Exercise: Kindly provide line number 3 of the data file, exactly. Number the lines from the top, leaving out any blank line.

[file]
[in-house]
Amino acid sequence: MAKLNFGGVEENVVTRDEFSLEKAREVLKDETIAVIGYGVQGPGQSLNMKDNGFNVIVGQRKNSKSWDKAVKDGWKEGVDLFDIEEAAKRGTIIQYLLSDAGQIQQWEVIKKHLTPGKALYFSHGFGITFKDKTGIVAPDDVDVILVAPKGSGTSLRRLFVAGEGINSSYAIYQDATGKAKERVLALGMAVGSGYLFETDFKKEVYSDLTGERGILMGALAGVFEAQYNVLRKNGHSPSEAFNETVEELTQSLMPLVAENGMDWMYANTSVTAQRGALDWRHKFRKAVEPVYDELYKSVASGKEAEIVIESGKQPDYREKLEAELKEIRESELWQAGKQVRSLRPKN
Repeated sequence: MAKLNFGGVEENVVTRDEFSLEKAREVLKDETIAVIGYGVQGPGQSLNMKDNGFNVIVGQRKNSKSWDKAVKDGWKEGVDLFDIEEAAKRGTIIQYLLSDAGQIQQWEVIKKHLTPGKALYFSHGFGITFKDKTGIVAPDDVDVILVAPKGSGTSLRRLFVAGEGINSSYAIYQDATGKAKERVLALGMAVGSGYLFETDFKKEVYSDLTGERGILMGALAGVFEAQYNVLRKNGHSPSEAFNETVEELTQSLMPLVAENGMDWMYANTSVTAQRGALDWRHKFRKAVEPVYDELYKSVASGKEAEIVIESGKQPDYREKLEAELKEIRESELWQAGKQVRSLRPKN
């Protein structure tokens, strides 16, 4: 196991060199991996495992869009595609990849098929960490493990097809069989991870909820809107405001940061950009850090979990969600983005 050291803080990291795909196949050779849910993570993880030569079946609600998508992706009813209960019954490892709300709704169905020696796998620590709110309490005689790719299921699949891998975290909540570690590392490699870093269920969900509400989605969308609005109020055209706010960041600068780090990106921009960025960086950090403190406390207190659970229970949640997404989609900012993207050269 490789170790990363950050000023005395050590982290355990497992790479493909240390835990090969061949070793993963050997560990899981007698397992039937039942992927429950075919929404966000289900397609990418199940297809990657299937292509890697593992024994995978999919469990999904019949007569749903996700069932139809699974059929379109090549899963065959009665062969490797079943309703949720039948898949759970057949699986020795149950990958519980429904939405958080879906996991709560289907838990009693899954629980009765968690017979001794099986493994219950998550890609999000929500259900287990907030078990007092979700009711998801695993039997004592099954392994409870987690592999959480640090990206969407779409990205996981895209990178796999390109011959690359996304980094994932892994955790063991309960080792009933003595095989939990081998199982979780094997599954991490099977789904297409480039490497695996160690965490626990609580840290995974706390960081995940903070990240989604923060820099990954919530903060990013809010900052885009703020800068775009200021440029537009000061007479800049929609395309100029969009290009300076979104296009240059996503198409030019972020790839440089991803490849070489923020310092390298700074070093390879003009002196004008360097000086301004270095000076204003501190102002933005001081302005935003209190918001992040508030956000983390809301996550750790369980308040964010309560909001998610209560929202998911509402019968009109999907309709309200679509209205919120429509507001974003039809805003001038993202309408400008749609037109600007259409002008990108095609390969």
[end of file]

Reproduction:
Repeated sequence: MAKLNFGGVEENVVTRDEFSLEKAREVLKDETIAVIGYGVQGPGQSLNMKDNGFNVIVGQRKNSKSWDKAVKDGWKEGVDLFDIEEAAKRGTIIQYLLSDAGQIQQWEVIKKHLTPGKALYFSHGFGITFKDKTGIVAPDDVDVILVAPKGSGTSLRRLFVAGEGINSSYAIYQDATGKAKERVLALGMAVGSGYLFETDFKKEVYSDLTGERGILMGALAGVFEAQYNVLRKNGHSPSEAFNETVEELTQSLMPLVAENGMDWMYANTSVTAQRGALDWRHKFRKAVEPVYDELYKSVASGKEAEIVIESGKQPDYREKLEAELKEIRESELWQAGKQVRSLRPKN